I have been giving this topic much thought lately darkness, and the transformative power of the shadow side, especially for artists, writers, and other creative types. It seems we go darker and deeper, at speeds much faster than most people can bear, and I wonder what sustains us I wonder, too, how and why we keep making that long, deep dive?
The treasures of the darkness are myriad, pearls brought up from the depths. As the wheel of the year turns back towards the light of the sun on the upcoming solstice, this is an interesting time of year to ponder the inspirational, richly creative forces of darkness and the light that blinds and dazzles you when you re-emerge, clutching shells and keys and pearls and buried pirate's treasure.
After reading my meditations on the darkness, Lilly wrote:
That is so exciting... thrilling... enticing. I have been so curious about this topic for so long, about how the 'dark side' is so enjoyed. You gave me such a great sense, that now I can love it more and see what a great adventure it can be for you. And the tremendous importance of it as an empowerment bridge to feeling better!
I think as adults we are told we are not supposed to rage and rant and scream and be angry, that it is just not nice. But that is so important and it is the only bridge from despair into more empowerment. Little kids know this intuitively and do it all the time, and get themselves right back into better feelings when they scream I hate you! Then they can move into the 'you make me nuts,' 'why can't you be' and 'screw you, I'm living my life', 'I don't care what you think.'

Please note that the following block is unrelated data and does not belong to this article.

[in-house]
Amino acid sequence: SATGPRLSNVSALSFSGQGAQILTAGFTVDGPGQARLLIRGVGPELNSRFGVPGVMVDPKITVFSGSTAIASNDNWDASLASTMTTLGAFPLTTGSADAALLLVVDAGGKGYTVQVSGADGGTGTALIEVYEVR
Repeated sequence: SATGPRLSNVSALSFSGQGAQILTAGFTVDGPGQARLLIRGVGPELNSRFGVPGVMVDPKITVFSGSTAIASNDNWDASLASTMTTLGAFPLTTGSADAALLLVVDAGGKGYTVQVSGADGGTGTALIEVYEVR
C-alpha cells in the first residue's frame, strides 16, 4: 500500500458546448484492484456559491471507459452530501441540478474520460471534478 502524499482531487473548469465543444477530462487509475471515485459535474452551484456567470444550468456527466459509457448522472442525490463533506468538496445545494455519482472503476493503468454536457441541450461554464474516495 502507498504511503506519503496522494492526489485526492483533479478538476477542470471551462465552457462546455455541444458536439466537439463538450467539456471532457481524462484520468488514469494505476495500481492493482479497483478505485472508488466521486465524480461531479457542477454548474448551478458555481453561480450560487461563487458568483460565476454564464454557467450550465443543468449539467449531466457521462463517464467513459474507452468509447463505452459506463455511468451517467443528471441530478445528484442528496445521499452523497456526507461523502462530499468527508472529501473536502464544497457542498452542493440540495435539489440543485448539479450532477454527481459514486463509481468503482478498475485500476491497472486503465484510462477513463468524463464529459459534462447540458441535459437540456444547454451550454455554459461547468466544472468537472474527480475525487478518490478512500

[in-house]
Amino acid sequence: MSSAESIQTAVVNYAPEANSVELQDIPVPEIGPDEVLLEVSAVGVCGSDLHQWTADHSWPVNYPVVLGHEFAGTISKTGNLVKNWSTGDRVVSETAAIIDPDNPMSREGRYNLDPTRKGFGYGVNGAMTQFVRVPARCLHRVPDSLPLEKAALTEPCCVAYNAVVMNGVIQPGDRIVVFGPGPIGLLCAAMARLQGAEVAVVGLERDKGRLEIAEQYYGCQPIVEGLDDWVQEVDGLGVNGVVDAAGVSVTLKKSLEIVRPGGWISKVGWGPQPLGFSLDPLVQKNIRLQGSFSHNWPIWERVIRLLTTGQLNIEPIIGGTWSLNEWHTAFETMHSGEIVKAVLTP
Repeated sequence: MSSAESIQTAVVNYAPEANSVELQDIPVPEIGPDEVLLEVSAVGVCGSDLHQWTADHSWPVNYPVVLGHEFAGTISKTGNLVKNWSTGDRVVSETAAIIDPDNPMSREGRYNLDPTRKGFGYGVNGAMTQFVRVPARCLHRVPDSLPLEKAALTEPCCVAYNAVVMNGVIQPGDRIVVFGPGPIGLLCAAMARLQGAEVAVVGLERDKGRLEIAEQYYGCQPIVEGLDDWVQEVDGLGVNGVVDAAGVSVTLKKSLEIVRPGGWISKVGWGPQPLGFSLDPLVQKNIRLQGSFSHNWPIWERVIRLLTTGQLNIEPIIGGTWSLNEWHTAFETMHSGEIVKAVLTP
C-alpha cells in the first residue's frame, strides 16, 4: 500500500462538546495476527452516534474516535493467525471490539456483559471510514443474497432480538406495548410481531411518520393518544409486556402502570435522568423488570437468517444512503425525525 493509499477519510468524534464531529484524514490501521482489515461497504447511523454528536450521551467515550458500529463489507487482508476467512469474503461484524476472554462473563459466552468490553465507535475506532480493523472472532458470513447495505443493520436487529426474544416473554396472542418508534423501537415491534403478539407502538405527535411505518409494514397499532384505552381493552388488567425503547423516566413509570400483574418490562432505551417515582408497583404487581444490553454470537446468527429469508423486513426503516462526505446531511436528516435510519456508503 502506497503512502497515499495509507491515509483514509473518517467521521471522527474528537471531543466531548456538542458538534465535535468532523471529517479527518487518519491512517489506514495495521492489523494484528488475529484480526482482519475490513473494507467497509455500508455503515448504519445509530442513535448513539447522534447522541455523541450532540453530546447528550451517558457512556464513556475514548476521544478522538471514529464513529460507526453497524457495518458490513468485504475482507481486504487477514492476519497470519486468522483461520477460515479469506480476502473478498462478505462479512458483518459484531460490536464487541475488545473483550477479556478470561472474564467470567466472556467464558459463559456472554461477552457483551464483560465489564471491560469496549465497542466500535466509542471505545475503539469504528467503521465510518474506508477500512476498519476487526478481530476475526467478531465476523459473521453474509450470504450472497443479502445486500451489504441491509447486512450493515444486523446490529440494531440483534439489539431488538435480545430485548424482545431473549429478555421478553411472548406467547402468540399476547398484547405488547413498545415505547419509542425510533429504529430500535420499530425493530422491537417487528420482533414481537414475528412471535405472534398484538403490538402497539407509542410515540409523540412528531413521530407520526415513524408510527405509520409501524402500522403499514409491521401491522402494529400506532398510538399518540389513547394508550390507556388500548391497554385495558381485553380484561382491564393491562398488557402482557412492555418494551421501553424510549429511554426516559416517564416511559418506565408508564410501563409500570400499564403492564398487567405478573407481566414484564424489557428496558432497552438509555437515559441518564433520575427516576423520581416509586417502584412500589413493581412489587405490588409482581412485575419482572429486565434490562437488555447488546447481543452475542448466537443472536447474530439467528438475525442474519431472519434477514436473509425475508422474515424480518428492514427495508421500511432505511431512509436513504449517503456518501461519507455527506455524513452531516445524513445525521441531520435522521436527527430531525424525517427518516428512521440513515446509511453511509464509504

What you gave me was really valuable to me. It was so neat to finally understand or make a link to the commonality of the rebellion of the kids today with my own rebelliousness past.
I encourage you to go adventuring with me — take a deep breath, and plunge into the unknown depths, the abyss, the still waters of your heart. There is no knowing what treasures you will find there, or what adventures await those bold enough to go a little deeper into the Great Darkness Within. Follow the Shadow Man, The Dark Muse — they will lead you home.
Plunge into the water
Under the water
Go down further, as far as you can
You will sing the rapture of the deep
And meet strange creatures down there in the dark
Pressure-cooker animals who cannot rise to the surface
Push yourself down, deep down,
Heart palpitating, heaving galvanically
Still you have not reached the end of these waters
You look up and notice you can no longer see the sun
Finally you are carried up by your body's struggle for air
Brought up to the cold surface, kicking and clawing at the light
Ragged joyous laughing breaths
Gasping at the oxygen like a fish freshly hooked
You dive again and again, hoping to touch the sandy bottom just once
This is what it is to write a poem
Writing a book involves special training and scuba gear
You must be able to string words together like a pearl necklace, two thousand miles long
You must navigate the darkness somehow
Let the pearls light your way gleaming in the deep cold blue
Walk upon the bottom of the endless sea that is your mind
Sing the songs of the rapture of the deep.
Next Muse: A Treatise on the Light
©2007 Molly J. Anderson-Childers. All rights reserved.